There are some books you slip through like water. They have a weightlessness to them, an otherworldly lack of friction. Reading such books feels like swimming: you glide along (or maybe you power down, having dived from a great height) until the end of the lane or the bottom of the pool appears and you must, begrudgingly, stop. In this instance, that concrete hardness is the back cover.
This was my experience of reading Helen Garner’s diaries. I was surprised by how immersive it was, that experience, how easy to lose my sense of time. To be honest, I don’t usually pay attention to diaries or letters or the various marginalia of famous writers that gets scooped up and published at the zenith of a great career. I feel a skepticism about them, something along the lines of ‘is this really necessary?’ I suppose I am not that enamored with ‘process’. Even interviews – written or recorded – don’t particularly excite me. I just want the thing itself. As a bookseller, with so much to keep on top of, I often feel there’s no time for this secondary material. But, somehow, Helen Garner’s diaries are different. To a fellow cynic, I would describe them as ‘novelistic,’ in the sense that they read to me like a novel in fragments. There is a narrative arc and distinct characters who leap from the page, vivid and lively and real (quite literally real). Each short entry bursts with energy, insight, curiosity… the intellectual equivalent of a pomegranate seed on the tongue. Although ‘intellectual’ isn’t quite right here: Garner is a very sensual, instinctive writer. She feels her way through moments, days, and years, and documents those feelings as they roll and toss. She is against over-intellectualising life, and there are many humorous scenes of her and other bored women listening politely to the puffy, self-important speeches of men, enjoying a covert and collective eye-roll.
There are now two volumes of Helen Garner’s diaries for readers to gorge themselves on. The first, Yellow Notebook, was published in November 2019, and the second, One Day I’ll Remember This, exactly a year later. Both volumes are filled with snippets of dialogue between friends and lovers; short scenes detailing this or that event, this or that tryst; dreams; quotes from other thinkers, and thoughts on life and writing. Readers should come armed with a pen, because you will probably want to underline things, such as this passage from page 171 of One Day I’ll Remember This: ‘What I love on my desk is the notebooks I’ve typed up, their freshness, their un-public tone, their glancing quality and high sensuous awareness. Nothing ‘serious’ I write can ever match these – exactly as my accounts of dreams, scribbled before I’m completely awake, contain more blunt truth of feeling or observation than I can ever produce when I’m sitting up at my desk telling myself I am ‘writing a novel’.’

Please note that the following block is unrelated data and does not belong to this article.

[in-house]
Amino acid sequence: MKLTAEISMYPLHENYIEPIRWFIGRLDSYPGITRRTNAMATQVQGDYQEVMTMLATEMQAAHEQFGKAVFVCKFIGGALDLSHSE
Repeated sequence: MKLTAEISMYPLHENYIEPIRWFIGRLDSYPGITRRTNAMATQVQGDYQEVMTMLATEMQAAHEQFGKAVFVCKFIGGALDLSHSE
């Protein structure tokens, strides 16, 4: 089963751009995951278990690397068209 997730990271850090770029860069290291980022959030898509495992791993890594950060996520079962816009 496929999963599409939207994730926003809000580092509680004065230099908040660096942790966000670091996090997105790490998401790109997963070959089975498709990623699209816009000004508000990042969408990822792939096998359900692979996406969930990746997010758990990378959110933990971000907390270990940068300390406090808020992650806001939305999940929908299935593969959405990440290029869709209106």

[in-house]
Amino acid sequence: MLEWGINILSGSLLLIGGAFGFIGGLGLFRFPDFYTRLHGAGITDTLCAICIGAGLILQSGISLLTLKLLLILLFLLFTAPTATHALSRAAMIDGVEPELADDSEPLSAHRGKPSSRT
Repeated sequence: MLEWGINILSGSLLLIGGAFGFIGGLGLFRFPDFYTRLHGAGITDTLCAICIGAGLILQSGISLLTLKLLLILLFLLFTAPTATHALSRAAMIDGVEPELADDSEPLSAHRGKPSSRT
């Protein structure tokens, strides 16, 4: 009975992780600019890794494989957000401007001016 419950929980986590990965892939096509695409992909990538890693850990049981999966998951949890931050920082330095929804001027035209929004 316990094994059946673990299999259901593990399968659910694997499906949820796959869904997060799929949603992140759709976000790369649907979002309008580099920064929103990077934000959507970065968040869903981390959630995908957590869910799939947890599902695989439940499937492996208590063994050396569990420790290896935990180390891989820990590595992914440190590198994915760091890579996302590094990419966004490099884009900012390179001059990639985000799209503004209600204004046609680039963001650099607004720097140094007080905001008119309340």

After writing the first two thirds of this review, I thought I should look up what others have said about the diaries, just to confirm I am not alone in my opinions. And I was struck by the fact that the very first article I read – a review in the Sydney Morning Herald – also invokes water when describing the books. ‘We see Garner creating the script for the film The Last Days of Chez Nous,’ writes Michael McGirr, ‘struggling with what was to become (in my view) her finest work of fiction, Cosmo Cosmolino, and pursuing the cause of The First Stone with quiet but steely determination. At the same time, the world laps at her door.’ The world laps at her door like waves on the shoreline. The diaries have a watery quality: they are refreshing, cool. They ripple; they change the quality of the sound and the light.
The question I anticipate being asked by customers is: ‘do you have to have read Garner’s previous books in order to enjoy her diaries?’ I don’t think so. They are extraordinary all on their own. Garner devotees are the obvious intended readers, but I believe they will suit anyone who is interested in the craft of writing, in fragmentary narratives, or in books that can be enjoyed like a bowl of buttery popcorn (“another piece, and another piece, and another – oh my god I ate the whole bowl!”).
Reviewed by Charlotte.